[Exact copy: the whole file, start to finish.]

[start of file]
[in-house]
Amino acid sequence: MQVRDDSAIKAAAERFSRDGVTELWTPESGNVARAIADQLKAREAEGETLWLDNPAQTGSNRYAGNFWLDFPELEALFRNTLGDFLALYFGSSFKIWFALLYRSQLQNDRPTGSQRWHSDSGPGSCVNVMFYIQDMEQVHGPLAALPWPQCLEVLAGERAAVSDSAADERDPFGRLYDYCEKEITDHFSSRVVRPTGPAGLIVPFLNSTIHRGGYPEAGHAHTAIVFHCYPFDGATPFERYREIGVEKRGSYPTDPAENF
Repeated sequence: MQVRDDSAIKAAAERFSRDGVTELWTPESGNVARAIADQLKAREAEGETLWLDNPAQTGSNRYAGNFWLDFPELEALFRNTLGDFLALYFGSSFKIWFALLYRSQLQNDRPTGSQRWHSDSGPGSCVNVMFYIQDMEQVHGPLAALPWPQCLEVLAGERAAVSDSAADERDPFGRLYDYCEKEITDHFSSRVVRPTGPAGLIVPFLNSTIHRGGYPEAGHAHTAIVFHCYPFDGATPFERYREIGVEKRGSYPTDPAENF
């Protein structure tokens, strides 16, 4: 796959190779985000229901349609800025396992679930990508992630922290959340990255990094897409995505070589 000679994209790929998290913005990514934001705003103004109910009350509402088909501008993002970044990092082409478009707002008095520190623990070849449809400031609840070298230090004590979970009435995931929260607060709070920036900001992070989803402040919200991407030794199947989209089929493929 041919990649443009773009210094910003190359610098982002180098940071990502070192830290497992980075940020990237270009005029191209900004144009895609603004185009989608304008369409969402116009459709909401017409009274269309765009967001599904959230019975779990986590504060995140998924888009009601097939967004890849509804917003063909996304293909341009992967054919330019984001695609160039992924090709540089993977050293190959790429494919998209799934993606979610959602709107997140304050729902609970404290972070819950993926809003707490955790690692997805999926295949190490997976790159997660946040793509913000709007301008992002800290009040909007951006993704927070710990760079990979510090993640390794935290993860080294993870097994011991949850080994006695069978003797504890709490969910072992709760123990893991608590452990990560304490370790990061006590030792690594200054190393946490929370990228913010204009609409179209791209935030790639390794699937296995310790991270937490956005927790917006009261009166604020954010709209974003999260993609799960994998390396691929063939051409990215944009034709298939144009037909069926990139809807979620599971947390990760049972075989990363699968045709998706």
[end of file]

[in-house]
Amino acid sequence: MQVRDDSAIKAAAERFSRDGVTELWTPESGNVARAIADQLKAREAEGETLWLDNPAQTGSNRYAGNFWLDFPELEALFRNTLGDFLALYFGSSFKIWFALLYRSQLQNDRPTGSQRWHSDSGPGSCVNVMFYIQDMEQVHGPLAALPWPQCLEVLAGERAAVSDSAADERDPFGRLYDYCEKEITDHFSSRVVRPTGPAGLIVPFLNSTIHRGGYPEAGHAHTAIVFHCYPFDGATPFERYREIGVEKRGSYPTDPAENF
Repeated sequence: MQVRDDSAIKAAAERFSRDGVTELWTPESGNVARAIADQLKAREAEGETLWLDNPAQTGSNRYAGNFWLDFPELEALFRNTLGDFLALYFGSSFKIWFALLYRSQLQNDRPTGSQRWHSDSGPGSCVNVMFYIQDMEQVHGPLAALPWPQCLEVLAGERAAVSDSAADERDPFGRLYDYCEKEITDHFSSRVVRPTGPAGLIVPFLNSTIHRGGYPEAGHAHTAIVFHCYPFDGATPFERYREIGVEKRGSYPTDPAENF
């Protein structure tokens, strides 16, 4: 796959190779985000229901349609800025396992679930990508992630922290959340990255990094897409995505070589 000679994209790929998290913005990514934001705003103004109910009350509402088909501008993002970044990092082409478009707002008095520190623990070849449809400031609840070298230090004590979970009435995931929260607060709070920036900001992070989803402040919200991407030794199947989209089929493929 041919990649443009773009210094910003190359610098982002180098940071990502070192830290497992980075940020990237270009005029191209900004144009895609603004185009989608304008369409969402116009459709909401017409009274269309765009967001599904959230019975779990986590504060995140998924888009009601097939967004890849509804917003063909996304293909341009992967054919330019984001695609160039992924090709540089993977050293190959790429494919998209799934993606979610959602709107997140304050729902609970404290972070819950993926809003707490955790690692997805999926295949190490997976790159997660946040793509913000709007301008992002800290009040909007951006993704927070710990760079990979510090993640390794935290993860080294993870097994011991949850080994006695069978003797504890709490969910072992709760123990893991608590452990990560304490370790990061006590030792690594200054190393946490929370990228913010204009609409179209791209935030790639390794699937296995310790991270937490956005927790917006009261009166604020954010709209974003999260993609799960994998390396691929063939051409990215944009034709298939144009037909069926990139809807979620599971947390990760049972075989990363699968045709998706």